• Rob Scott

    Steve was on leave for month and Apple continued, launched new products etc. If I remember correct the share price even appreciated. I think the top executives at Apple know their story, but markets can be irrational.

    • I believe he was on sick leave for more than six months in 2009 and another extended leave in 2004.

  • Iphoned


    >>How about this conventional standard of value: the P/E ratio.

    Well, it is clear that Apple has a very low PE ration vs growth potential. The elephant in the room is the foundation of the "E" in that ratio. Eith 70% of that "E" now represented by iPhone which has way outsized margins, Per had a valid concern. If these indeed will prove to be peak margins, watch out for that "E"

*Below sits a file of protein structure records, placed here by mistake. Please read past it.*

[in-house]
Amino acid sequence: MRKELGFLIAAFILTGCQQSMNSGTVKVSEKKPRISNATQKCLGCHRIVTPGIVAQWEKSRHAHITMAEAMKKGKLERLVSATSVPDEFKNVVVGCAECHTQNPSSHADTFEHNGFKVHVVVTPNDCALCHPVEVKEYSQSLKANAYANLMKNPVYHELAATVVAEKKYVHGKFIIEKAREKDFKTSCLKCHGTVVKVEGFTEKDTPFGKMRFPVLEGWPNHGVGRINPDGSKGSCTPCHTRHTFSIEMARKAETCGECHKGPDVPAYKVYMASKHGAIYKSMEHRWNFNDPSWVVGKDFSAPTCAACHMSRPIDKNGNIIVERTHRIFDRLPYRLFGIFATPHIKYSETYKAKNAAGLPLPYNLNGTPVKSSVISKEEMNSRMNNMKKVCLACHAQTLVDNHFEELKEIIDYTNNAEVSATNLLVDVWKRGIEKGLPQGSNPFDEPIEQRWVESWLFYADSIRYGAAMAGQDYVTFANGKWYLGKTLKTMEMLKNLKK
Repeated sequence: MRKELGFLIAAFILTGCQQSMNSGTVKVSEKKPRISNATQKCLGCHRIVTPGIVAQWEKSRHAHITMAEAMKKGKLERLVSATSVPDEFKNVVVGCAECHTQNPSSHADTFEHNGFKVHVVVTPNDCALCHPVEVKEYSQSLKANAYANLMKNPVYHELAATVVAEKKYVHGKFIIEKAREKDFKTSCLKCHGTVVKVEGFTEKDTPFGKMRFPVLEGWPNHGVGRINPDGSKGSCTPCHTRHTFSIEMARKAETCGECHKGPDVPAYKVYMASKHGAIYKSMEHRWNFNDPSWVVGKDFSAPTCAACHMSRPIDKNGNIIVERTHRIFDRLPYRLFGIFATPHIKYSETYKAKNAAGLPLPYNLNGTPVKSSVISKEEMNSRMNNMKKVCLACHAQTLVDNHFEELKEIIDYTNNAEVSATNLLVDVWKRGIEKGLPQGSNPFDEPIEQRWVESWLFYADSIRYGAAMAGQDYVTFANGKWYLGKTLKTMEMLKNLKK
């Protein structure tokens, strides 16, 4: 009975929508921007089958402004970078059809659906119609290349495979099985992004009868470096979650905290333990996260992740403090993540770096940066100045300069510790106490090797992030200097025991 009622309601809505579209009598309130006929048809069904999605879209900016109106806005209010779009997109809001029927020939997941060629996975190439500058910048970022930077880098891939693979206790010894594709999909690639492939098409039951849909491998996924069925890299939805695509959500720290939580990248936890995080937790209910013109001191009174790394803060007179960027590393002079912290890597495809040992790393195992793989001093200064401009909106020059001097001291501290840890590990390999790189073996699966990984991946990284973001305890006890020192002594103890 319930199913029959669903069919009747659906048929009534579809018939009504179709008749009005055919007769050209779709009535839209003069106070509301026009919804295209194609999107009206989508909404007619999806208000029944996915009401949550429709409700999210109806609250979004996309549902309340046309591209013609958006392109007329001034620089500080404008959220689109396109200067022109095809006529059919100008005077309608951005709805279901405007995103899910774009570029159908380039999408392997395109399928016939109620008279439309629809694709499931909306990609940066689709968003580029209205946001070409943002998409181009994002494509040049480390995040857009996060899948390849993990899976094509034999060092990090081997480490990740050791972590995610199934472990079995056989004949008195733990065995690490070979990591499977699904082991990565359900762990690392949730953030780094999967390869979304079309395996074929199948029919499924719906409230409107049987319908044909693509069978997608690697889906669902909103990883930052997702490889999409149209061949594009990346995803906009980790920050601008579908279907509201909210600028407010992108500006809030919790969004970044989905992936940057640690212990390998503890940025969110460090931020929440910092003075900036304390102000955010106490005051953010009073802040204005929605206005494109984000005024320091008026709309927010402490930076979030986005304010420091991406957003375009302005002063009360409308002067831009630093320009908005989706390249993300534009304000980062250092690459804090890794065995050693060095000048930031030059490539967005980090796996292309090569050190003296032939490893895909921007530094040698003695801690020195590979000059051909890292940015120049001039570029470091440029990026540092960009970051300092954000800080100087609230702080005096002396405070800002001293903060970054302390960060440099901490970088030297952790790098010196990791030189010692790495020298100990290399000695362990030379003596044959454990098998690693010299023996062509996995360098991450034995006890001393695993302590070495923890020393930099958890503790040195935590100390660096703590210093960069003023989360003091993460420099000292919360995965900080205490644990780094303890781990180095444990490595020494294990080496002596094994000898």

• Iphoned

    Per Lindberg assumptions (from the article):

    >>He believes the smart phone market will grow to $80-billion in 2012, and sales will thereafter "expand at a pedestrian, single-digit rate." A more reasonable industry-wide profit margin of 10 per cent, on $80 million in sales, yields pretax profits of $8-billion, or $5.5-billion after-tax.

    Frankly, these sounds quite reasonable. Does any one challenge these numbers?

    • Ted T.

      I don't need to challenge the numbers. The mistake that idiot analyst after idiot analyst makes is that Apple's current hit product/cash cow will be their last hit ever. You don't need to have a fevered imagination to see the iPad stepping into the cash cow role — it already a monster hit, and has fewer obstacles in terms of carrier relationships and entrenched competition than the iPhone had.

      And of course by now Apple is busy working on their next insanely great product, whatever it may be.